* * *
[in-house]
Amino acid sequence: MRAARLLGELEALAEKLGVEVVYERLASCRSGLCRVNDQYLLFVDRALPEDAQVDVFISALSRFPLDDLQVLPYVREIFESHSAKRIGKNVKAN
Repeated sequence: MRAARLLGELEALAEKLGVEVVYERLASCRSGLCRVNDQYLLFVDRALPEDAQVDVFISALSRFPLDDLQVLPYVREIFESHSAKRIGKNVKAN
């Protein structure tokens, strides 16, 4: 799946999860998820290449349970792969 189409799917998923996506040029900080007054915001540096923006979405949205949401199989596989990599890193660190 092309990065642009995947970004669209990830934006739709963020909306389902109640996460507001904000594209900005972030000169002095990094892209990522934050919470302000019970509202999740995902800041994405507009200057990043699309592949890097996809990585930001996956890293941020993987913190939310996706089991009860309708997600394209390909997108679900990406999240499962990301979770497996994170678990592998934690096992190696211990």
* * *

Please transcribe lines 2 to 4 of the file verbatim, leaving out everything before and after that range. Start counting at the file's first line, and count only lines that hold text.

Amino acid sequence: MRAARLLGELEALAEKLGVEVVYERLASCRSGLCRVNDQYLLFVDRALPEDAQVDVFISALSRFPLDDLQVLPYVREIFESHSAKRIGKNVKAN
Repeated sequence: MRAARLLGELEALAEKLGVEVVYERLASCRSGLCRVNDQYLLFVDRALPEDAQVDVFISALSRFPLDDLQVLPYVREIFESHSAKRIGKNVKAN
């Protein structure tokens, strides 16, 4: 799946999860998820290449349970792969 189409799917998923996506040029900080007054915001540096923006979405949205949401199989596989990599890193660190 092309990065642009995947970004669209990830934006739709963020909306389902109640996460507001904000594209900005972030000169002095990094892209990522934050919470302000019970509202999740995902800041994405507009200057990043699309592949890097996809990585930001996956890293941020993987913190939310996706089991009860309708997600394209390909997108679900990406999240499962990301979770497996994170678990592998934690096992190696211990």